Chunky trainers are bad for your feet, doctors confirm

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2019 has become the year of the chunky trainer but podiatrists are saying the fashionable shoe isn't the best for our feet.

Chunky trainers have been a God-send – the ability to add some height and fashion without stumbling over snapping a heel, or worse, an ankle.

We've seen the stompers come in all shapes and sizes, some like the Superga 2802 COTU UP7 have a 7CM flatform are verging on being a bit too ridiculous.

But now doctors are saying this style of trainer is not too good for our health because of the way it impacts our shins.

A podiatrist, William Joyce, at City Chiropody and Podiatry in London said: “Thick-soled trainers are heavier. This can give rise to pain up the front of the lower leg, known as shin splints."

He claims the reason for these injuries “is because the extra weight can increase the demand on the muscles on the front of the shin.”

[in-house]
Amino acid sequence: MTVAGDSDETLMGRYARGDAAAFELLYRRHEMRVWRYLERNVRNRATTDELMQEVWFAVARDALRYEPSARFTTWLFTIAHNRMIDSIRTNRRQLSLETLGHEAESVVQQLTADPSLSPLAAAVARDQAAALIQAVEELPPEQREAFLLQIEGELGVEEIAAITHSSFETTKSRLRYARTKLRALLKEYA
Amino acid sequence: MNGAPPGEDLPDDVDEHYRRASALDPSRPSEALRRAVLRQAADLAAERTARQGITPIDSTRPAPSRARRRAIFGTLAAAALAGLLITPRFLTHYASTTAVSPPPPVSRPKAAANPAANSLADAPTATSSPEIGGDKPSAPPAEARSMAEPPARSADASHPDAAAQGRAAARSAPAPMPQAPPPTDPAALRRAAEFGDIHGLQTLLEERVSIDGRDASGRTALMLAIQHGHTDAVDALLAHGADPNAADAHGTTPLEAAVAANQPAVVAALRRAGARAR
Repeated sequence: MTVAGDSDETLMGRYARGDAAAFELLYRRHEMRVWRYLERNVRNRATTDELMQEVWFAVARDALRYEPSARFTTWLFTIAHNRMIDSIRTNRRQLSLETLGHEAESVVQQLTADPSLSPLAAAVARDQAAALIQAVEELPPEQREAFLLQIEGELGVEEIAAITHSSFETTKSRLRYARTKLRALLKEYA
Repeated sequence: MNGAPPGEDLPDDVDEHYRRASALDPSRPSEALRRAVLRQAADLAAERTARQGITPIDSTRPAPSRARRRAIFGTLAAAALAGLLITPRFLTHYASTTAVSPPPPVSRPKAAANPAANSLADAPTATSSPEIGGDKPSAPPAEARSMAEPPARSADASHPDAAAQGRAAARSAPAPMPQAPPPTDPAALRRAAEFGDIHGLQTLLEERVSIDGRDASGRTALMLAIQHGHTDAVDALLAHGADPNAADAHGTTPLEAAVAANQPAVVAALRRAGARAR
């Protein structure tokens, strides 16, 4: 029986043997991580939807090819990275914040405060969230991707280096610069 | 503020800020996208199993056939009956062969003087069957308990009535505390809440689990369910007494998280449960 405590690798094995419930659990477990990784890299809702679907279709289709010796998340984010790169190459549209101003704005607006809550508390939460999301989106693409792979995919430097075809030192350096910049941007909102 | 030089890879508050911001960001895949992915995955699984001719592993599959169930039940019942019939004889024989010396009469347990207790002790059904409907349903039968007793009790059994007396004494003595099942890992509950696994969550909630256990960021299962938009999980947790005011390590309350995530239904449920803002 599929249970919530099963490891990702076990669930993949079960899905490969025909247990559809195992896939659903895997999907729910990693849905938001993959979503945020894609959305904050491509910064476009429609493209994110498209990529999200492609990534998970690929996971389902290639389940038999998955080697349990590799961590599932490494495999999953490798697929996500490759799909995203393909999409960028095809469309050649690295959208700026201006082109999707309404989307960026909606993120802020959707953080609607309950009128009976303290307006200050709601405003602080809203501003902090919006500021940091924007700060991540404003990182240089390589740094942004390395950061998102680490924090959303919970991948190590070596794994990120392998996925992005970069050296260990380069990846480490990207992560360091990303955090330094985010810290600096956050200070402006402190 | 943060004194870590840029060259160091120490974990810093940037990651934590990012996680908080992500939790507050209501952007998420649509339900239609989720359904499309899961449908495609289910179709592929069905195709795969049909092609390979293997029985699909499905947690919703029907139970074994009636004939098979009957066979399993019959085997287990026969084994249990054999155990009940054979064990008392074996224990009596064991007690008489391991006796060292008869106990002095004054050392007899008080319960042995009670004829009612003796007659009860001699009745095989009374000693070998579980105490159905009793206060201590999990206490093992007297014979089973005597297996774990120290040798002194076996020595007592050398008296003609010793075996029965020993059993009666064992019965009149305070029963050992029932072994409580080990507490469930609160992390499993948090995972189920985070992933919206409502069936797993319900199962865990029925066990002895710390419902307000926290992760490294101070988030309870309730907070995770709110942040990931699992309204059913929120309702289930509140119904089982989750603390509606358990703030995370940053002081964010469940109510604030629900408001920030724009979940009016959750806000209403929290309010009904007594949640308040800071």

It doesn't look like the chunky trainer trend is going anywhere though. Over 250 of ASOS' trainers are chunky trainers and many podiatrists are saying chunky trainers are better for our feet than high heels.

The director of City Chiropody and Podiatry, Andrew Gladstone, claims chunky trainers are still a lot better for our feet than stilettos and other extreme heels.

He said: “High heels are generally worse than thick-soled trainers. Tight, narrow toe areas lead to corn formation, increased pressure on toes and joints, toenail problems, while thin, hard, leather-soled shoes can cause problems with the ball of the foot – corns, damaged metatarsal joints and general foot fatigue.”

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Here’s why audaciously oversized platform trainers are a godsend and every girl under 5’5″ needs a pair ASAP

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